3.3. miR-148b-5p Inhibitor Suppressed the Effects of IBS-Exo on Cell Permeability and RGS2 in HT-29 Cells

Cell permeability was evaluated using measurement of the FITC-Dextran flux and TEER. As shown in Figures 3(a) and 3(b), the HT-29 cells that were cocultured with IBS-exo had increased cell permeability, as suggested by significantly reduced TEER and increased FITC-Dextran, compared to the control cells ( value < 0.001). To investigate the role of miR-148b-5p in the molecular mechanisms behind the effect of IBS-exo on the permeability of HT-29 cells, the cells were pretransfected with the miR-148b-5p inhibitor for 24 h to silence miR-148b-5p before a 24 h coculture with IBS-exo. The miR-148b-5p inhibitor successfully downregulated miR-148b-5p in HT-29 cells ( value < 0.001, Figure S1). Pretransfection of the miR-148b-5p inhibitor significantly restored the permeability of the cells cocultured with IBS-exo (Figures 3(a) and 3(b)). Moreover, the coculture with IBS-exo significantly upregulated miR-148b-5p, which was reversed by transfection with the miR-148b-5p inhibitor ( value < 0.001, Figure 3(c)) These findings suggest that IBS-exo increases the permeability of HT-29 cells partly via upregulating miR-148b-5p.

Using TargetScan, we found that RGS2 was a predicted target of miR-148b-5p. Noticeably, IBS-exo treatment caused an obvious downregulation of RGS2 at mRNA and protein levels in HT-29 cells, which was abrogated by transfection with the miR-148b-5p inhibitor ( value < 0.001, Figures 3(c) and 3(d)). Based on these observations, we hypothesize that RGS2 is a potential target of miR-148b-5p.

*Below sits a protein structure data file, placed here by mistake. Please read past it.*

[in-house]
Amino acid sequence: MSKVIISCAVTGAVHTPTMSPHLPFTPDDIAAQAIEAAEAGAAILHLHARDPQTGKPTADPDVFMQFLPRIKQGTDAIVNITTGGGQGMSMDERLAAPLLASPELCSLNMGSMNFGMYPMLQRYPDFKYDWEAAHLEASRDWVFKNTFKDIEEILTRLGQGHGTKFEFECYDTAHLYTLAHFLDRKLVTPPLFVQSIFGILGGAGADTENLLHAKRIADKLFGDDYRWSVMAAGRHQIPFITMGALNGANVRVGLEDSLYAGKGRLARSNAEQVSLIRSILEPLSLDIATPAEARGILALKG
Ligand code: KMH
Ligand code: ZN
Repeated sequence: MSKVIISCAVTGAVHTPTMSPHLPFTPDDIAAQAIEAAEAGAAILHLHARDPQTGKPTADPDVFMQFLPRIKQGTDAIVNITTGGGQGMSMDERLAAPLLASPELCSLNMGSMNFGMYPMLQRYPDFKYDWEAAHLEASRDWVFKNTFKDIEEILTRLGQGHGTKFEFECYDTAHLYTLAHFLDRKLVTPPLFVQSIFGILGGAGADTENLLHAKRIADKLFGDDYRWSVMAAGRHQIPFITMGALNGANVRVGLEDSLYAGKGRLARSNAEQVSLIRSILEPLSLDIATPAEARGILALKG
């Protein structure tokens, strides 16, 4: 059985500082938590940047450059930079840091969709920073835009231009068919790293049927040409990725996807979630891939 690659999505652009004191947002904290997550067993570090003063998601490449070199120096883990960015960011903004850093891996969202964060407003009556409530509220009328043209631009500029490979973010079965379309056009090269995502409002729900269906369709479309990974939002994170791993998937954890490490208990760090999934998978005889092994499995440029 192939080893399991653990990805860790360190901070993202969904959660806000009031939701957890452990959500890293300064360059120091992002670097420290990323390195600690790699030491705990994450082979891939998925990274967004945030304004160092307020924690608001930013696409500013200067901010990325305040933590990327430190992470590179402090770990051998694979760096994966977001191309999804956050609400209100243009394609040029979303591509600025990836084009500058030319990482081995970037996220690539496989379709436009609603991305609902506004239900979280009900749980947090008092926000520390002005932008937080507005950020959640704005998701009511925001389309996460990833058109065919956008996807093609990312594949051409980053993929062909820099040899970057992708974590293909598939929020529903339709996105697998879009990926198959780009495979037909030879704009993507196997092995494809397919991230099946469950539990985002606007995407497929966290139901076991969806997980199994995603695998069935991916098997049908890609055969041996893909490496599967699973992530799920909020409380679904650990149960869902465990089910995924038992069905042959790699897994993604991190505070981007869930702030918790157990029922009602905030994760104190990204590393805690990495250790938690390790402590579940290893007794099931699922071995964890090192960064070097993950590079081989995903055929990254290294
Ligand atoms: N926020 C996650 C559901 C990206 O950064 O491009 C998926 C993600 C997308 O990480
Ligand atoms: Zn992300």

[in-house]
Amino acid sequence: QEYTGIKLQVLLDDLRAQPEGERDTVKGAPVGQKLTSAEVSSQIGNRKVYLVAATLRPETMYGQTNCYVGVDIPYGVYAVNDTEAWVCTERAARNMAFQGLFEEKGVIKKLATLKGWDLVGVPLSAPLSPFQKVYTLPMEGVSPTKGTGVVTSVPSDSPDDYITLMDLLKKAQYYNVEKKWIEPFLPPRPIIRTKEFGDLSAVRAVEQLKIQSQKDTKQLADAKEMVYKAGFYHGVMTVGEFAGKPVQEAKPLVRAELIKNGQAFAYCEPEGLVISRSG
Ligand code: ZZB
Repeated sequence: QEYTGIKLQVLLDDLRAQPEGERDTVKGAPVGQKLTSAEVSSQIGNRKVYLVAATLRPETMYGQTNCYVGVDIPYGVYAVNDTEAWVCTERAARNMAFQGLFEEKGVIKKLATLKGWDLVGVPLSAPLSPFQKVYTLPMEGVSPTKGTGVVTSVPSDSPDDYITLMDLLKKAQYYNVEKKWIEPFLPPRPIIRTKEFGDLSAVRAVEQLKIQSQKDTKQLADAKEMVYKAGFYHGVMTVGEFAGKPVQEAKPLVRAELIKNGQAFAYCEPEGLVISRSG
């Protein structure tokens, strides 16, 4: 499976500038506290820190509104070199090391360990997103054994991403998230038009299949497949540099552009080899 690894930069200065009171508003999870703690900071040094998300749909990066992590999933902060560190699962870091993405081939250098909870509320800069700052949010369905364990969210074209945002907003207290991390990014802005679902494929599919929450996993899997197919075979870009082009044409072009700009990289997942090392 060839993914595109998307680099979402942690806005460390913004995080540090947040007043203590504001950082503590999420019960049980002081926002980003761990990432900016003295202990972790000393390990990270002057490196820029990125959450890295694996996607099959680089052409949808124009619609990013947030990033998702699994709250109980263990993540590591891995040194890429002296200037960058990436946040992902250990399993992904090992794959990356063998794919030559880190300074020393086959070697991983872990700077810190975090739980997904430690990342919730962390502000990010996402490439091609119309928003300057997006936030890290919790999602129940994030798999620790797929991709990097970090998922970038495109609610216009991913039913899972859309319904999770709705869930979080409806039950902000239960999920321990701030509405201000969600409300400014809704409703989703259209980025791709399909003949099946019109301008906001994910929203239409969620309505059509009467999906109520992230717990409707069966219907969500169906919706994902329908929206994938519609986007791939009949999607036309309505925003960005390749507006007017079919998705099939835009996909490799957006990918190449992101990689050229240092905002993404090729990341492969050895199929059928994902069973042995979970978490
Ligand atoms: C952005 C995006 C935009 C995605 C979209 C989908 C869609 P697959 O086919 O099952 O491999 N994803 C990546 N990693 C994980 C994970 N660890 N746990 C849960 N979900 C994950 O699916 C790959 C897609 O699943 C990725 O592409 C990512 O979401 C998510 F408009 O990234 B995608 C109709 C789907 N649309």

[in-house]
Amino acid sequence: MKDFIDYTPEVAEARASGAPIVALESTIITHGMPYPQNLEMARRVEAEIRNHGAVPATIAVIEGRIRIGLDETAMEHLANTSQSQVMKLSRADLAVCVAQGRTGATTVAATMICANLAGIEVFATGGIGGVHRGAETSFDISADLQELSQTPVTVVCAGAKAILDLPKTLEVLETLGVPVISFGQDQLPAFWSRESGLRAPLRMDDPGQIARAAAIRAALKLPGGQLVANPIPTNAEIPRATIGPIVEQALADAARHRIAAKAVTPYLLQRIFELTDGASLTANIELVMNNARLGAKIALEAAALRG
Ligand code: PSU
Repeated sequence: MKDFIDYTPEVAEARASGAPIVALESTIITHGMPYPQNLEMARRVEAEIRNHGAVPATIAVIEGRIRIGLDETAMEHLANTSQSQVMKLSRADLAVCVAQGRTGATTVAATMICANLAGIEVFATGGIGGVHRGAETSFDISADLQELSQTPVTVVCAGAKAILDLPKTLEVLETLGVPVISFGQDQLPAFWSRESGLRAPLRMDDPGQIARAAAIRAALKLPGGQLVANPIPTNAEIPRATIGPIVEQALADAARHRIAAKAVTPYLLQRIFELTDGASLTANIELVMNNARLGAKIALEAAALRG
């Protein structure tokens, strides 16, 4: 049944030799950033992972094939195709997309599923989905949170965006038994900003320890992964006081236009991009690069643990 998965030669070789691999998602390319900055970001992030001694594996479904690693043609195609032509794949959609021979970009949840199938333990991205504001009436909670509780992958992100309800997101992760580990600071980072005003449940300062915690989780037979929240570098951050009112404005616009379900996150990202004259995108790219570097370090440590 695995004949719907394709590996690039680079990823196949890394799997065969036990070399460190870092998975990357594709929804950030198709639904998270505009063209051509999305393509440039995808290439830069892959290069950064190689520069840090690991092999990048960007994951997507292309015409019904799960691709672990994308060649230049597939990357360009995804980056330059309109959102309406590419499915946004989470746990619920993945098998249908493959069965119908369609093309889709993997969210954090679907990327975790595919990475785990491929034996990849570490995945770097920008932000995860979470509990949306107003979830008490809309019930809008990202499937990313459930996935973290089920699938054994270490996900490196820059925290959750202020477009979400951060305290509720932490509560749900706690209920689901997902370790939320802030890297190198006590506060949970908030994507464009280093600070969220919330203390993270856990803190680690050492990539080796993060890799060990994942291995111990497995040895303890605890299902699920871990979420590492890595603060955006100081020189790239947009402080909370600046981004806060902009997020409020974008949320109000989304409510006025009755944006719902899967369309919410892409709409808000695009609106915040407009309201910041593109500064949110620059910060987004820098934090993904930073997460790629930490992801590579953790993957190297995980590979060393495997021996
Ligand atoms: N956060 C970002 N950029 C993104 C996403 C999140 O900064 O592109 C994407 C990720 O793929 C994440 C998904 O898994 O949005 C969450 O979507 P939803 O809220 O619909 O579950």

3.4. miR-148b-5p Regulated RGS2 Expression through Binding on Its 3UTR

To determine whether RGS2 was a downstream target of miR-148b-5p, the luciferase reporter vector containing wide type (WT) or mutant (Mut) binding sites was cotransfected with the miR-148b-5p mimic into HT-29 cells (Figure 4(a)). miR-148b-5p overexpression markedly reduced the luciferase activity in the cells cotransfected with WT 3UTR of RGS2 ( value < 0.001) but induced little change in the luciferase activity in the cells cotransfected with the mutant 3UTR of RGS2 (Figure 4(b)). It implies that the 3UTR of RGS2 is a target of miR-148b-5p.

3.5. RGS2 Overexpression Abolished the Effects of miR-148b-5p Overexpression on Permeability of HT-29 Cells

We further explored whether RGS2 was involved in miR-148b-5p promoting colonic epithelial permeability. miR-148b-5p or RGS2 was overexpressed in HT-29 cells via the miR-148b-5p mimic or oeRGS2 transfection (Figures S1 and S2). Overexpressing miR-148b-5p reduced the TEER value and increased the FITC-Dextran influx, similar to the changes induced by IBS-exo treatment, suggesting that the miR-148b-5p overexpression increased cell permeability ( value < 0.001, Figures 5(a) and 5(b)). The increased cell permeability was restored by transfection with oeRGS2 (Figures 5(a) and 5(b)). Besides, RGS2 expression was attenuated as a result of miR-148b-5p overexpression but was augmented in response to cooverexpression of RGS2 and miR-148b-5p (Figure 5(c)). These findings imply that miR-148b-5p may regulate colon epithelial permeability via targeting RGS2.